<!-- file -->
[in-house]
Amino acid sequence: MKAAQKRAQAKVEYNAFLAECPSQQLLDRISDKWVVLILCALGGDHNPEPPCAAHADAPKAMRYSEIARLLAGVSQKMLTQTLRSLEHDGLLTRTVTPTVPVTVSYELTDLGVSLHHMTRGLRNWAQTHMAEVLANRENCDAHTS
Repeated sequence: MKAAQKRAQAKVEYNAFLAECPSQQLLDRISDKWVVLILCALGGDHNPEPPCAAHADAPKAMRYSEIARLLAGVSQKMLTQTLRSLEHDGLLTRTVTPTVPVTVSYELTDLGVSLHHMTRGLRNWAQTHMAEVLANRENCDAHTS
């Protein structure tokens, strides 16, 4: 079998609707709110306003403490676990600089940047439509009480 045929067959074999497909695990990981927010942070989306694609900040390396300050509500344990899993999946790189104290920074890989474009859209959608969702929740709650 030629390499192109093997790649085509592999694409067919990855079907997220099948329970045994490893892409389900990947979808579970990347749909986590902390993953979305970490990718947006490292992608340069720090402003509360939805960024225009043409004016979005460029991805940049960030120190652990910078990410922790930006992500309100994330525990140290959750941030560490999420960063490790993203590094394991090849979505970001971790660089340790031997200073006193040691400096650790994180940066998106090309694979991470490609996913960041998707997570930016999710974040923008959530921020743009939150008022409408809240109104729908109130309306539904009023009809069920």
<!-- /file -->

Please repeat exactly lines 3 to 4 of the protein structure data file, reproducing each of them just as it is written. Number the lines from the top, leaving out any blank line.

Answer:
Repeated sequence: MKAAQKRAQAKVEYNAFLAECPSQQLLDRISDKWVVLILCALGGDHNPEPPCAAHADAPKAMRYSEIARLLAGVSQKMLTQTLRSLEHDGLLTRTVTPTVPVTVSYELTDLGVSLHHMTRGLRNWAQTHMAEVLANRENCDAHTS
């Protein structure tokens, strides 16, 4: 079998609707709110306003403490676990600089940047439509009480 045929067959074999497909695990990981927010942070989306694609900040390396300050509500344990899993999946790189104290920074890989474009859209959608969702929740709650 030629390499192109093997790649085509592999694409067919990855079907997220099948329970045994490893892409389900990947979808579970990347749909986590902390993953979305970490990718947006490292992608340069720090402003509360939805960024225009043409004016979005460029991805940049960030120190652990910078990410922790930006992500309100994330525990140290959750941030560490999420960063490790993203590094394991090849979505970001971790660089340790031997200073006193040691400096650790994180940066998106090309694979991470490609996913960041998707997570930016999710974040923008959530921020743009939150008022409408809240109104729908109130309306539904009023009809069920």